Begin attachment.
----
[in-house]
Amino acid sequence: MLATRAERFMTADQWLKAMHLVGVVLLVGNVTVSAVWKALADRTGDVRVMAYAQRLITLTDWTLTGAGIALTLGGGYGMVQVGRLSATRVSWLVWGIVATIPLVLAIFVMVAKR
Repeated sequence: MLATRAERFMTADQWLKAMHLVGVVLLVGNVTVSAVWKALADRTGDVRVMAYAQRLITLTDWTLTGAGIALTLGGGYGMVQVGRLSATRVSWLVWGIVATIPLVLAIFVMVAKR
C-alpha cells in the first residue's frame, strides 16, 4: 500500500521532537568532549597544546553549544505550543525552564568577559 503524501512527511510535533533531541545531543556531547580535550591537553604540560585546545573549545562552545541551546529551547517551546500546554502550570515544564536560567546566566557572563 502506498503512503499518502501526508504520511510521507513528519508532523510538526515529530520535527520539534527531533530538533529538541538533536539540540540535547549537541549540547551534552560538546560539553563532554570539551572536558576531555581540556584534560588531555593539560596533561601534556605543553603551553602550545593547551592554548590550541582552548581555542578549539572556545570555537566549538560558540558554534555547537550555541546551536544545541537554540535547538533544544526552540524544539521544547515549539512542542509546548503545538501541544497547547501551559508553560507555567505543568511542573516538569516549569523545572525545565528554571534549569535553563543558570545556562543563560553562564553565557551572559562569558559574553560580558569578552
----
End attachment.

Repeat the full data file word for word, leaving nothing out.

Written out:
[in-house]
Amino acid sequence: MLATRAERFMTADQWLKAMHLVGVVLLVGNVTVSAVWKALADRTGDVRVMAYAQRLITLTDWTLTGAGIALTLGGGYGMVQVGRLSATRVSWLVWGIVATIPLVLAIFVMVAKR
Repeated sequence: MLATRAERFMTADQWLKAMHLVGVVLLVGNVTVSAVWKALADRTGDVRVMAYAQRLITLTDWTLTGAGIALTLGGGYGMVQVGRLSATRVSWLVWGIVATIPLVLAIFVMVAKR
C-alpha cells in the first residue's frame, strides 16, 4: 500500500521532537568532549597544546553549544505550543525552564568577559 503524501512527511510535533533531541545531543556531547580535550591537553604540560585546545573549545562552545541551546529551547517551546500546554502550570515544564536560567546566566557572563 502506498503512503499518502501526508504520511510521507513528519508532523510538526515529530520535527520539534527531533530538533529538541538533536539540540540535547549537541549540547551534552560538546560539553563532554570539551572536558576531555581540556584534560588531555593539560596533561601534556605543553603551553602550545593547551592554548590550541582552548581555542578549539572556545570555537566549538560558540558554534555547537550555541546551536544545541537554540535547538533544544526552540524544539521544547515549539512542542509546548503545538501541544497547547501551559508553560507555567505543568511542573516538569516549569523545572525545565528554571534549569535553563543558570545556562543563560553562564553565557551572559562569558559574553560580558569578552